Smart technologies are changing the way we live, work and produce the goods and services people need for modern life. Consumers, companies and production systems are connected in ways we could only imagine just a decade ago, while new technologies have completely reshaped the supply chain.
How can businesses take advantage of these developments to improve their supply chain? Here are just a few examples:
UAVs have the potential to have an enormous impact on the supply chain. They can currently assist logistics professionals in managing warehouses and trailer yards, where stacks of shipping containers must be inventoried, tracked and moved according to operational needs. UAVs can replace workers on the ground to tour the yards from above, confirming the exact location of any trailer and transmitting other important data as they fly.
UAVs already perform additional jobs in the supply chain, from serving as a second set of eyes in warehouses to surveying remote areas to spot problems along oil and gas pipelines. And when they’re used for crop dusting fields, UAVs become part of the food and beverage supply chain.
On the fulfillment side of the supply chain, online retailer giant Amazon has proposed using UAVs to deliver packages in cities, towns and rural areas around the world. This green technology has the potential to replace many of the trucks and railroad cars now transporting goods from Point A to Point B, saving companies and consumers money, time and energy, while expanding logistics firms’ reach to the far corners of the world.
Wearable technology, such as Fitbit, has changed the way people move through their daily lives, giving them the ability to gather and analyze personal data to improve their health. Similarly, wearable technology in the supply chain allows companies to gather and analyze operational data to improve productivity. For example, goggles such as Google Glass can enable warehouse workers to quickly count boxes by tracking eye movement. This technology also saves time and effort by processing data directly through the wearable device, instead of requiring a separate task to download information on a computer. Wearables will also enable distribution center dispatchers to track truck drivers’ activities, including the amount of sleep they get. Preventing tired drivers from getting behind the wheel not only increases supply chain efficiency – it can also save lives.
3D printing will someday enable consumers to make their own toys, household items and other products, leaving bigger manufacturing firms to produce more intricate, technical and specialized products. In the meantime, companies can take advantage of 3D printing technology to save money and improve delivery times by locating their manufacturing facilities closer to strategic markets. 3D printers will also allow manufacturers to produce goods like automobile parts on demand, therefore eliminating the costs and challenges of keeping products in inventory. 3D printers will cut delivery times, too – giving consumers the quick turnarounds they increasingly demand.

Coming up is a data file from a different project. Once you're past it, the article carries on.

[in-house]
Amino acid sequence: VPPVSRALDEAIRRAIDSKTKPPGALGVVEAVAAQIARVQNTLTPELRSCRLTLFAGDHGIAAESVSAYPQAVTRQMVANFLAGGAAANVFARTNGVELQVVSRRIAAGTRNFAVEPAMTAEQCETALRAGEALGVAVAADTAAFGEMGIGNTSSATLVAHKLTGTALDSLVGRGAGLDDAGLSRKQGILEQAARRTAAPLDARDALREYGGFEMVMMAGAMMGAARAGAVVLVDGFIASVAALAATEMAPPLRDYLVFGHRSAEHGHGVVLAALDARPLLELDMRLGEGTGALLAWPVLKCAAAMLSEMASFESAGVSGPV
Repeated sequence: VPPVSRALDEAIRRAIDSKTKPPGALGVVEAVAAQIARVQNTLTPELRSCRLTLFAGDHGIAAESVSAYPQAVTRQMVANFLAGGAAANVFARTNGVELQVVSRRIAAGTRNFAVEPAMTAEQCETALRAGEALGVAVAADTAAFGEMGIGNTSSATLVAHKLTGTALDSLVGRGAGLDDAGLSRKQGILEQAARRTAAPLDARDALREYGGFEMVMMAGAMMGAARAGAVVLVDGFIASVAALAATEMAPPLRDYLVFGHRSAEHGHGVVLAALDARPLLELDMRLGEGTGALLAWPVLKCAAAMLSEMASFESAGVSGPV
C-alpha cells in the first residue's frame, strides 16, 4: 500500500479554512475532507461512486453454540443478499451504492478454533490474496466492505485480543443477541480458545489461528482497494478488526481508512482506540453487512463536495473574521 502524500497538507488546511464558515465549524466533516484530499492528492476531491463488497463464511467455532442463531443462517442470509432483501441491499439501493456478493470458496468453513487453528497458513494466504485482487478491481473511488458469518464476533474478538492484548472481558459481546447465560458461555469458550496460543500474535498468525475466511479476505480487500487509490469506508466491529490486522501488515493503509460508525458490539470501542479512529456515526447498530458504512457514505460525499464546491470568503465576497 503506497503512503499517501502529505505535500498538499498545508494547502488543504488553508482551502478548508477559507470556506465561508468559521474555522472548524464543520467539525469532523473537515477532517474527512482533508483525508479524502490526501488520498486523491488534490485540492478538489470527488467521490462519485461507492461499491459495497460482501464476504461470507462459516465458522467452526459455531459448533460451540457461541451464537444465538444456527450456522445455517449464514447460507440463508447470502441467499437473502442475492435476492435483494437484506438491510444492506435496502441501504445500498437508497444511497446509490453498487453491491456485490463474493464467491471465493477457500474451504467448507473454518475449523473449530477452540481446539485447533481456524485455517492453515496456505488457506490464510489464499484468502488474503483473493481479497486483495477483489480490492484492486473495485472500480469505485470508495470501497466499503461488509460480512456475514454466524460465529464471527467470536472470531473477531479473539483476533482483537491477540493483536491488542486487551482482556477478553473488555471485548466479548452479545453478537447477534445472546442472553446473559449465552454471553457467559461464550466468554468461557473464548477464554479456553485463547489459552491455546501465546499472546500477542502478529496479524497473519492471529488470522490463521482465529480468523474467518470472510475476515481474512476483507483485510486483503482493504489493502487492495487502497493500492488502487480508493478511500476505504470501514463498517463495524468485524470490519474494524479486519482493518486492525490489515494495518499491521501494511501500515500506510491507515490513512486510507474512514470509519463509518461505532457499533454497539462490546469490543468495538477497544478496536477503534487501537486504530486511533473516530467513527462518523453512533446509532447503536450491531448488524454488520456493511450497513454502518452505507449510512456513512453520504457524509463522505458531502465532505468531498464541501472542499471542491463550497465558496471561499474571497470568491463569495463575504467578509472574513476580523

With the proliferation of available data, supply chain managers have the potential to completely restructure their supply chains, using real-time information and consumer demand. For example, loyalty or club cards used by consumers provide valuable data that allow companies to predict buying patterns. Analyzing data through complex modeling techniques gives supply chain professionals the ability to optimize inventories, improve distribution methods and ensure in-demand products are on the shelves when consumers are ready to purchase them. Cloud computing is also contributing to improved efficiencies, by providing data on orders, delivery statuses and supply chain issues in real time.
Over the past decades, supply chain management has become more complex, and managing risk along the supply chain has become a higher priority. Today’s consumers expect more from businesses, such as transparency and accountability. They expect manufacturers to keep unhealthy ingredients out of their food and dangerous products off store shelves, and they expect clear communication at every step of an online sale. To stay a step ahead of problems that affect the supply chain, and therefore their customers, savvy companies utilize sophisticated technology to obtain real-time updates, share information across channels and make informed decisions. Technology allows today’s global companies to plan for, deal with or avoid altogether those risks that would have proved devastating in the past.
By introducing big data, 3D printing, UAVs, improved risk management and wearables into everyday operations, companies in all industries are changing how their supply chains look, function and add value to the bottom line.